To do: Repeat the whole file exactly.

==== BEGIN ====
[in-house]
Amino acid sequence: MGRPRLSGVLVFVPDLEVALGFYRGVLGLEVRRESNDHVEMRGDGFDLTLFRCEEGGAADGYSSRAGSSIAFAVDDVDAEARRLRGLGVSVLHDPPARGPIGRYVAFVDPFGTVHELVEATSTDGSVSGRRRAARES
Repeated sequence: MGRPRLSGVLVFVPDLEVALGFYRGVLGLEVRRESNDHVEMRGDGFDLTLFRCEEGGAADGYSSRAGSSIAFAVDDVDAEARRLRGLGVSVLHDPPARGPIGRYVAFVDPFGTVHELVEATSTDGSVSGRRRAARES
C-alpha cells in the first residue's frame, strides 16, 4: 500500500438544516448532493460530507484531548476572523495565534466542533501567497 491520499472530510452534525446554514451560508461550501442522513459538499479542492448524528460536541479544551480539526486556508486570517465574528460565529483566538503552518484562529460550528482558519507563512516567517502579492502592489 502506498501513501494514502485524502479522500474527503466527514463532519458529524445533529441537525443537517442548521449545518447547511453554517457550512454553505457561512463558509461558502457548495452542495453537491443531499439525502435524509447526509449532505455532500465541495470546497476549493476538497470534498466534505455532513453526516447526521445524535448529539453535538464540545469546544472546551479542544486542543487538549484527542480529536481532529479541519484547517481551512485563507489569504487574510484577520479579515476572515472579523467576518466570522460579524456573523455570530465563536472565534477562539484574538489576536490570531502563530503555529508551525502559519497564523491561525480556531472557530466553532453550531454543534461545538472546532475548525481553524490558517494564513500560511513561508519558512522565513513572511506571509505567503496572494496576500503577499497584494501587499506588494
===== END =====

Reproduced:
[in-house]
Amino acid sequence: MGRPRLSGVLVFVPDLEVALGFYRGVLGLEVRRESNDHVEMRGDGFDLTLFRCEEGGAADGYSSRAGSSIAFAVDDVDAEARRLRGLGVSVLHDPPARGPIGRYVAFVDPFGTVHELVEATSTDGSVSGRRRAARES
Repeated sequence: MGRPRLSGVLVFVPDLEVALGFYRGVLGLEVRRESNDHVEMRGDGFDLTLFRCEEGGAADGYSSRAGSSIAFAVDDVDAEARRLRGLGVSVLHDPPARGPIGRYVAFVDPFGTVHELVEATSTDGSVSGRRRAARES
C-alpha cells in the first residue's frame, strides 16, 4: 500500500438544516448532493460530507484531548476572523495565534466542533501567497 491520499472530510452534525446554514451560508461550501442522513459538499479542492448524528460536541479544551480539526486556508486570517465574528460565529483566538503552518484562529460550528482558519507563512516567517502579492502592489 502506498501513501494514502485524502479522500474527503466527514463532519458529524445533529441537525443537517442548521449545518447547511453554517457550512454553505457561512463558509461558502457548495452542495453537491443531499439525502435524509447526509449532505455532500465541495470546497476549493476538497470534498466534505455532513453526516447526521445524535448529539453535538464540545469546544472546551479542544486542543487538549484527542480529536481532529479541519484547517481551512485563507489569504487574510484577520479579515476572515472579523467576518466570522460579524456573523455570530465563536472565534477562539484574538489576536490570531502563530503555529508551525502559519497564523491561525480556531472557530466553532453550531454543534461545538472546532475548525481553524490558517494564513500560511513561508519558512522565513513572511506571509505567503496572494496576500503577499497584494501587499506588494